Once I became conscious of those around me, I began to consider what challenges they might be facing. This test of creativity allows me to see fathers who may be struggling to provide for their families, teenagers who are dealing with very real insecurities, or even just someone running late for their bus. Considering the emotional burdens of the people around me has filled my heart with compassion for absolute strangers. You may find it interesting that I'm making up stories for the lives of people around me, but the truthfulness of these narratives I'm creating is irrelevant. These projected anecdotes are teaching me to think less about myself and more about the humanity around me.

I don’t approach these people to fix their falsified struggles. This empathy exercise builds an awareness. It doesn’t leave me with the responsibility to fix their imagined situations. But it is an important lesson in empathy. Our job is usually not to intervene, but to relate and understand. As I go about building my own relationships, I’ve come to realize that feeling understood is a greater gift than having someone resolve my problems.

Developing empathy for those you love

The people in my life are exceptionally important to me - their successes, their struggles, their well-being. As a result, I spend a lot of time on the phone or in-person trying to build others up and sharing experiences with them. Through these meaningful interactions with friends I’ve discovered a few general principles that have helped me build and maintain deeper connections:

Be proactive:

Being actively interested in someone else's life gives you a lot of credibility as a friend. Making a phone call to catch up or grabbing lunch with someone you care about sets the tone for empathy. It builds trust and safety in the relationship.

Listen:

I have found that one of the truest gifts we can give another human being is our undivided attention. In this world of distractibility, the compassion it takes to truly listen is extremely rare and valuable. I have found that every one of us has deep emotional needs. But sadly, these needs often go unmet, as we disqualify those who lack the patience to first understand before trying to fix problems. Listening is how we begin to qualify as a true confidant.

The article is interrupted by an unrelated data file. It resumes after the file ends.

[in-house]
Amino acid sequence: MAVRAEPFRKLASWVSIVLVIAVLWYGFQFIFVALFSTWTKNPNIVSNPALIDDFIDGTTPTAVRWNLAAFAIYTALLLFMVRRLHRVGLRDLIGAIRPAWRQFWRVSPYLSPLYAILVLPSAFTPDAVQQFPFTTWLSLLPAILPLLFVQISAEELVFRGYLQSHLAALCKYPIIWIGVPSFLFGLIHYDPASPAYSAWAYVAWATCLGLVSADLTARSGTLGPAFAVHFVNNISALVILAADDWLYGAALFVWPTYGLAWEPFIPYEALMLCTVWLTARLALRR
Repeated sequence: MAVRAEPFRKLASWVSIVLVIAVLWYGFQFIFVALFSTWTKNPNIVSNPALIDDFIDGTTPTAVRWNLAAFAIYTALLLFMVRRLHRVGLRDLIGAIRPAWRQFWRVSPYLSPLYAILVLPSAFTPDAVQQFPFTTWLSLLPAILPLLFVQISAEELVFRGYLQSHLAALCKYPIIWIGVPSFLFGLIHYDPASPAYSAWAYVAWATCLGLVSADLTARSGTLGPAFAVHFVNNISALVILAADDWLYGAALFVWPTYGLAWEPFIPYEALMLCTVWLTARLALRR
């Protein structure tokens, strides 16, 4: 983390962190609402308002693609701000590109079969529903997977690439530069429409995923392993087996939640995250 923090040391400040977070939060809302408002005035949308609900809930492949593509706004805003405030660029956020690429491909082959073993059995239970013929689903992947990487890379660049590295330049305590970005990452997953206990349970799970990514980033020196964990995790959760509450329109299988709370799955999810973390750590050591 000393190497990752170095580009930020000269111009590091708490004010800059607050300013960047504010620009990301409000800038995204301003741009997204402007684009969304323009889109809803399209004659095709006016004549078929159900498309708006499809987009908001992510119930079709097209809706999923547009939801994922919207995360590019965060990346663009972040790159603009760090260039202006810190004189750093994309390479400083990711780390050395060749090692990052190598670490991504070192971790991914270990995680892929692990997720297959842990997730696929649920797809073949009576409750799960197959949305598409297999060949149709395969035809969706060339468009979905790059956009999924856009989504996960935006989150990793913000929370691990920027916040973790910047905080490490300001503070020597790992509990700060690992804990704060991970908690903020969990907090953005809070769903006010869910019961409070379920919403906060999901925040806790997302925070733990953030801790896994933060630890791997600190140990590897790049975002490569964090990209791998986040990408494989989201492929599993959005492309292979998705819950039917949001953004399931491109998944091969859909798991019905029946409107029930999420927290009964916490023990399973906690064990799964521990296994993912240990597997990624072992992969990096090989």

Listen longer: 

While listening, our innate human desire is to relate and contribute in a conversation. We want to talk! But we often speak too soon, before letting the individual process what they are feeling. Keep listening. Ask a follow up question to show that you understand, but want to understand better. Then keep listening. Give your attention. Your turn to be understood will come, whether in this conversation or in the future.

Validate:

Comments during the listening process such as “I understand,” or “that must have been so hard,” show that you are receiving what is being shared. Another way to validate is to restate what has been said. These brief communications validate, while encouraging additional sharing.

Share: 

Ultimately, empathy involves relating to others, connecting through similar experiences. As your friend or loved one shares their true feelings, be open about your own similar experiences. If they have a pain or a joy, show that you understand by sharing some of your own experiences. Be careful not to hijack the conversation though. The goal of sharing your own experiences is to expose a level of vulnerability in yourself that will create a stronger connection and a safe place for them to continue sharing. Telling long stories after casual listening switches roles and requires the other person to become the empathizer.